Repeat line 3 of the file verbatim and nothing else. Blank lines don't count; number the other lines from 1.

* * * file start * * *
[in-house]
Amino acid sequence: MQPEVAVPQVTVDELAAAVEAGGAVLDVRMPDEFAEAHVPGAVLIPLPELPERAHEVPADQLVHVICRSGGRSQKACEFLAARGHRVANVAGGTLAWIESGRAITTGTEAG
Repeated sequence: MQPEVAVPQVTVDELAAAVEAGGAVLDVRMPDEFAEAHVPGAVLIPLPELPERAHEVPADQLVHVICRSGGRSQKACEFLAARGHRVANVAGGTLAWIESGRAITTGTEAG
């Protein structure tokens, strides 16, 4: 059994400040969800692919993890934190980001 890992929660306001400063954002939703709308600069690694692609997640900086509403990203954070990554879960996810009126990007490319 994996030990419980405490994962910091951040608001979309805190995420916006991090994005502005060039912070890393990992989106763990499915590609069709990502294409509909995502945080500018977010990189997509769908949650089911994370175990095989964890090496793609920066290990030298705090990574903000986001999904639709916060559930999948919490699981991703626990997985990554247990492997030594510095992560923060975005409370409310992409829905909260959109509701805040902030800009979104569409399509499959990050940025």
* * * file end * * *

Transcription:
Repeated sequence: MQPEVAVPQVTVDELAAAVEAGGAVLDVRMPDEFAEAHVPGAVLIPLPELPERAHEVPADQLVHVICRSGGRSQKACEFLAARGHRVANVAGGTLAWIESGRAITTGTEAG